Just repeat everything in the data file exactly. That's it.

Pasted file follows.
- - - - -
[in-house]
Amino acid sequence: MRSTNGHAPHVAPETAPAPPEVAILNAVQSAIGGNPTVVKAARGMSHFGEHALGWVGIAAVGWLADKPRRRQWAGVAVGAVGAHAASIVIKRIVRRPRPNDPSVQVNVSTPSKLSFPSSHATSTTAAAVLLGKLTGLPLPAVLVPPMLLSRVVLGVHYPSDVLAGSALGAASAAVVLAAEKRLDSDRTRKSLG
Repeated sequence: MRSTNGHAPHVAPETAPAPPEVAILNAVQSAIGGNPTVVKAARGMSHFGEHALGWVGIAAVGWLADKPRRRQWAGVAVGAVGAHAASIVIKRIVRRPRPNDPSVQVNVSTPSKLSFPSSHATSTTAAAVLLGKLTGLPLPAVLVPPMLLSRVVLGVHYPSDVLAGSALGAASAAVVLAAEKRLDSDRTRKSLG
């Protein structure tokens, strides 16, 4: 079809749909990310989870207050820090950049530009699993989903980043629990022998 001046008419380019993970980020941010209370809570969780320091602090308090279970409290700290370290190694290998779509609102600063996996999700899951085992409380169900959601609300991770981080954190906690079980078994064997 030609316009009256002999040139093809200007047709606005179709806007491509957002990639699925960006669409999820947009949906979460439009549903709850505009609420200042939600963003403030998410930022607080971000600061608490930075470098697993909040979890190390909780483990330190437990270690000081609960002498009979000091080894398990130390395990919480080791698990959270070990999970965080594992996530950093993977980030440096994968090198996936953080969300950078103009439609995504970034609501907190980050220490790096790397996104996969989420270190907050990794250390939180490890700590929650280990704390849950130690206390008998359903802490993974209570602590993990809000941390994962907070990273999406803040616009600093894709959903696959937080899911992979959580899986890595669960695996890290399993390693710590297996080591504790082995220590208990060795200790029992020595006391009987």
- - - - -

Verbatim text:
[in-house]
Amino acid sequence: MRSTNGHAPHVAPETAPAPPEVAILNAVQSAIGGNPTVVKAARGMSHFGEHALGWVGIAAVGWLADKPRRRQWAGVAVGAVGAHAASIVIKRIVRRPRPNDPSVQVNVSTPSKLSFPSSHATSTTAAAVLLGKLTGLPLPAVLVPPMLLSRVVLGVHYPSDVLAGSALGAASAAVVLAAEKRLDSDRTRKSLG
Repeated sequence: MRSTNGHAPHVAPETAPAPPEVAILNAVQSAIGGNPTVVKAARGMSHFGEHALGWVGIAAVGWLADKPRRRQWAGVAVGAVGAHAASIVIKRIVRRPRPNDPSVQVNVSTPSKLSFPSSHATSTTAAAVLLGKLTGLPLPAVLVPPMLLSRVVLGVHYPSDVLAGSALGAASAAVVLAAEKRLDSDRTRKSLG
């Protein structure tokens, strides 16, 4: 079809749909990310989870207050820090950049530009699993989903980043629990022998 001046008419380019993970980020941010209370809570969780320091602090308090279970409290700290370290190694290998779509609102600063996996999700899951085992409380169900959601609300991770981080954190906690079980078994064997 030609316009009256002999040139093809200007047709606005179709806007491509957002990639699925960006669409999820947009949906979460439009549903709850505009609420200042939600963003403030998410930022607080971000600061608490930075470098697993909040979890190390909780483990330190437990270690000081609960002498009979000091080894398990130390395990919480080791698990959270070990999970965080594992996530950093993977980030440096994968090198996936953080969300950078103009439609995504970034609501907190980050220490790096790397996104996969989420270190907050990794250390939180490890700590929650280990704390849950130690206390008998359903802490993974209570602590993990809000941390994962907070990273999406803040616009600093894709959903696959937080899911992979959580899986890595669960695996890290399993390693710590297996080591504790082995220590208990060795200790029992020595006391009987």